GAME OF THRONES – Live-action fantasy-political drama based on the series of novels by George R. R. Martin "A Song of Ice and Fire"; rated TV-MA; airs Sundays on HBO; 60 minutes. Episode 5.3: “High Sparrow” (Aired April 26, 2015). Directed by Mark Mylod; written by David Benioff and D.B. Weiss (8 out of 10)
What? There was a wedding on this show and no one died? Not even an injury? Tommen and Margaery's wedding is seemingly much less grand than the one where Joffrey met his demise. And then they waste no time getting to the wedding night. Both appear happy with the new arrangement, and Margaery, emboldened by her new status as Queen, stares down Cersei. They seem sincere on the surface, but there’s an undercurrent of manipulation between the two women. Margaery is already working on Tommen to send his mother away. Check and mate. Cersei knows she’s lost power, and Margaery doesn’t hesitate to remind her, asking if she should refer to her as “Queen Mother” or “Dowager Queen.”
Meanwhile, Arya wants to be an apprentice to Jaqen H’ghar. She wants to become a Faceless Man, but to do that, she must become no one, which means casting off the trappings of Arya Stark. Arya Stark is someone. But after throwing her clothes in the water, she clutches Needle in her hands. Tears spring to her eyes, and in that moment we’re reminded she’s still a young girl. Away from home. She has lost her family. She’s clinging to the one thing that still connects her to her past, but she knows she needs to forge a future for herself. So instead of tossing it into the water, she buries it beneath the rocks. Hidden but not completely out of reach.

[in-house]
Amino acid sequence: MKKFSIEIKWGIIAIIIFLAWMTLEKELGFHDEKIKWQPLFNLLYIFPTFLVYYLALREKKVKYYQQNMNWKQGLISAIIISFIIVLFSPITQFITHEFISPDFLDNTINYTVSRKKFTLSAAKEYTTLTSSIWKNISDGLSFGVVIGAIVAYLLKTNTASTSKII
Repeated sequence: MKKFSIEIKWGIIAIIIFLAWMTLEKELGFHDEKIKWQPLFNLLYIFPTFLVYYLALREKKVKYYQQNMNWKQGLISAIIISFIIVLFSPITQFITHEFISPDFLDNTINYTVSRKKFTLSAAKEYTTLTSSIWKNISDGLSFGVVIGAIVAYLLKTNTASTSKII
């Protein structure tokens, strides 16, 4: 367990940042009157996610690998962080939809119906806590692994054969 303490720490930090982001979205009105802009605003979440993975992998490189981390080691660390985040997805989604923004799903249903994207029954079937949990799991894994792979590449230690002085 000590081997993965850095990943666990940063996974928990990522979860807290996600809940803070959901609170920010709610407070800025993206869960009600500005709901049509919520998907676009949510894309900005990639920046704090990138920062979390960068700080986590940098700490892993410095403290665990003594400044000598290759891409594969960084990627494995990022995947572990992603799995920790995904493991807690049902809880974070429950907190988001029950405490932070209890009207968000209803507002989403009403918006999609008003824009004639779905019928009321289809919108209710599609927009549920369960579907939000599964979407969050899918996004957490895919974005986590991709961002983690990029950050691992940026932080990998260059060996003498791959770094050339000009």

And Littlefinger’s machinations have not ended. To Sansa’s dismay, she discovered he plans to marry her off to Ramsey Bolton. She rejects the idea at first, but then realizes this puts her in a position to take back Winterfell and avenge her family. Little does she realize Joffrey may have been a less twisted husband than Ramsey. Poor Sansa. She just goes from one bad situation to another, but she’s playing her part as the Lady of Winterfell well. Since this part of the story strays pretty far from the books, I have no idea how her story will progress.
Speaking of taking back Winterfell, Stannis offers Jon the opportunity to reclaim it. But now Jon is the Lord Commander and swears to keep his oath. But with great power comes great responsibility, and he is challenged. And, like Daenerys last week, he pauses to consider issuing punishment or mercy. And like Joffrey and Daenerys, he delivers death. But unlike them, he executes the offender himself. His father once told him that the man who passes the sentence should swing the sword. Does this make him true king material? Will he be the one to eventually sit upon the Iron Throne?
As usual, this episode covered a lot of characters and shifted the story in different directions. Cersei is forging an alliance with the Sparrows, hoping to gain power through religion. And Tyrion runs into trouble in Volantis when Ser Jorah discovers him and says he’s taking him to the Queen. But which Queen? The Queen of his Heart Daenerys? The Queen of the People Margaery? Or does he mean Cersei, the Queen of Evil?
We’ll have to wait until Sunday to see where the chess pieces are placed next.
Tags: Game of Thrones